(Bloomberg) -- Japan’s Government Pension Investment Fund said Friday that it’s been selling Russian assets since March following the invasion of Ukraine, marking down some values to almost zero in the process.
The world’s biggest pension fund has substantially reduced holdings of Russian bonds, which can still be traded over-the-counter. The fund has been largely stuck with the country’s stocks, as foreign investors face trading restrictions, Chief Investment Officer Eiji Ueda said in the GPIF annual report.
“Since Russia-related assets have been deleted from benchmarks in March, asset managing companies have been selling them on our behalf while taking into account the liquidity of the market,” Ueda said in the report.
Holdings of Russian government bonds dropped to 3.77 billion rubles in March, down 75% from 15.07 billion rubles a year earlier, the report said. The fund also held a small amount of eurobonds issued by the Russian government and entities, according to its disclosure.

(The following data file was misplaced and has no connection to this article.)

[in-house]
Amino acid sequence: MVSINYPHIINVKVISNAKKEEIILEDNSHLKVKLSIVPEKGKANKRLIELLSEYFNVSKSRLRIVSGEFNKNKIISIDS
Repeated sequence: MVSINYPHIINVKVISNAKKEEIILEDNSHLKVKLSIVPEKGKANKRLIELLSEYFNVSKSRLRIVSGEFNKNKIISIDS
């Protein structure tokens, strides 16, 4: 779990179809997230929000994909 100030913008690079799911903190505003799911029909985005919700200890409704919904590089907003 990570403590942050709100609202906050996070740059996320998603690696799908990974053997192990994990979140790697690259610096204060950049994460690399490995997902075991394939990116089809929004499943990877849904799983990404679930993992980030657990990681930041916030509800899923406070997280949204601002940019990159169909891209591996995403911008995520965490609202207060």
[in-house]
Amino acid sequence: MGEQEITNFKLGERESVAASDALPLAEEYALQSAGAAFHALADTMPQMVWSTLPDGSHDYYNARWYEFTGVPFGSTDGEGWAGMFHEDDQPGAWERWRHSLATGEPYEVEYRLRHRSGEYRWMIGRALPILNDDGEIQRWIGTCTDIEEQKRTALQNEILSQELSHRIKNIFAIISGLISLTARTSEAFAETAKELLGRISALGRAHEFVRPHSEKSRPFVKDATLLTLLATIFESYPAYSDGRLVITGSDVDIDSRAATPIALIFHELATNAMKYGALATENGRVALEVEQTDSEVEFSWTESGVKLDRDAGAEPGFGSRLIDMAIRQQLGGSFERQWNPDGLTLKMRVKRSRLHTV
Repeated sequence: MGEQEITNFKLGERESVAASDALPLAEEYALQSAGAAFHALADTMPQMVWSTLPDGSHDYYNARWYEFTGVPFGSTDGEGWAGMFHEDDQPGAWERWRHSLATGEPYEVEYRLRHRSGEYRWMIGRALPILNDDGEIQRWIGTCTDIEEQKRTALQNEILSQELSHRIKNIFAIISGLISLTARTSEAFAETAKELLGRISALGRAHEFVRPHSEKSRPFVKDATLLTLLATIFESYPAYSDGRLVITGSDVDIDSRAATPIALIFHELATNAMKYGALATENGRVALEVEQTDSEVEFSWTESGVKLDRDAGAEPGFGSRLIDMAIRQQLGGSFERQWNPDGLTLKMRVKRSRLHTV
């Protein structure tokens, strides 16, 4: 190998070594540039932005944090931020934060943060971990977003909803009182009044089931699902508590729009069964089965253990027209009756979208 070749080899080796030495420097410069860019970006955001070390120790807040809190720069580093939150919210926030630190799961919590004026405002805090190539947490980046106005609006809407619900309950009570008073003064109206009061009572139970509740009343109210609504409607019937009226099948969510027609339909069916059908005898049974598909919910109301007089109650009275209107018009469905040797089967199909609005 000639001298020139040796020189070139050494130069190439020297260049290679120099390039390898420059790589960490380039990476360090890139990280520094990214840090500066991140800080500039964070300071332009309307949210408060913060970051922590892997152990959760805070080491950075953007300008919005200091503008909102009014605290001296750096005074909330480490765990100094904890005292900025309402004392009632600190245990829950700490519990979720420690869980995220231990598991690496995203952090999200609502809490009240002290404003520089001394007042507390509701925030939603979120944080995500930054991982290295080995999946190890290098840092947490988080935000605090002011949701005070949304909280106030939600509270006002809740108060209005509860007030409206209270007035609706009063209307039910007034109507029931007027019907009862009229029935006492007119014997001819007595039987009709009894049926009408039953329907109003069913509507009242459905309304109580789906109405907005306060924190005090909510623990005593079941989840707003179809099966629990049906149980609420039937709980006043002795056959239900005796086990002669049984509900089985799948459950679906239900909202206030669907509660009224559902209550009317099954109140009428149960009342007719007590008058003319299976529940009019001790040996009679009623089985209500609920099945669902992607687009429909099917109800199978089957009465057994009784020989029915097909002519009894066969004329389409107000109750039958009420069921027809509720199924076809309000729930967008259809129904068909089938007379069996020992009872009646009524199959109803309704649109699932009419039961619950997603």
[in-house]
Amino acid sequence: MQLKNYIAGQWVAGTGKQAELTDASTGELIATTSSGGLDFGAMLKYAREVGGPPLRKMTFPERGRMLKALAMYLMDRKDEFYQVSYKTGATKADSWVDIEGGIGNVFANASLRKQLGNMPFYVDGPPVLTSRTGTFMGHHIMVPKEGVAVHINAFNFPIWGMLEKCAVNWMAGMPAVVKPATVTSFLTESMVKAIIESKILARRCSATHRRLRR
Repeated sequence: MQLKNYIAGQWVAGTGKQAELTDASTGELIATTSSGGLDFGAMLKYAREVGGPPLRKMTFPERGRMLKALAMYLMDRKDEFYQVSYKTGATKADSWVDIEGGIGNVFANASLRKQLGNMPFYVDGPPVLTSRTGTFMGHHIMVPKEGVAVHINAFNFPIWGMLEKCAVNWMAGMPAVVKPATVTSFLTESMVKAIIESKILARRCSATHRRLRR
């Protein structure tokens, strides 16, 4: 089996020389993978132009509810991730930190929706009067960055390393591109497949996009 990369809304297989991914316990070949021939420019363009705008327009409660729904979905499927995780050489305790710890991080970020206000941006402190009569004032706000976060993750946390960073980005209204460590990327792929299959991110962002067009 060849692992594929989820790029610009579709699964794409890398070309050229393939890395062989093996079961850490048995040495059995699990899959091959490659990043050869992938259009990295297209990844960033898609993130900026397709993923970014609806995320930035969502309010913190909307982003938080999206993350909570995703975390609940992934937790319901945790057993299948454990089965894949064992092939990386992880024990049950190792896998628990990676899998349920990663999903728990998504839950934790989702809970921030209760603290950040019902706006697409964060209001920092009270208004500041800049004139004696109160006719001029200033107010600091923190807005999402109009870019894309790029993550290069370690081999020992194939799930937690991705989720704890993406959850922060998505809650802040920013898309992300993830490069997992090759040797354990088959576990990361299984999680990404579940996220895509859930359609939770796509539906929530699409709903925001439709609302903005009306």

GPIF was stuck with some equities, including 46.1 million shares of Sberbank, 46.8 million of Gazprom PJSC and 1.6 million of Lukoil PJSC, and has written off their value as almost zero. In March last year, the Japanese fund held about 91.2 billion yen ($673 million) worth of Russian stocks.
Still, the loss from Russian stocks represents only a small part of its global portfolio. Its biggest international equity holding at the end of March was in Apple Inc., with 99.3 million shares as of March 31, worth 2.1 trillion yen at that point, it said.
A large portion of GPIF’s asset --- more than 75% of foreign bonds and about 87% of foreign stocks -- is passively managed.
On the whole, Japan’s pension fund returned 5.4%, or 10.1 trillion yen, in the year ended March 31, with assets totaling 196.6 trillion yen, it said.
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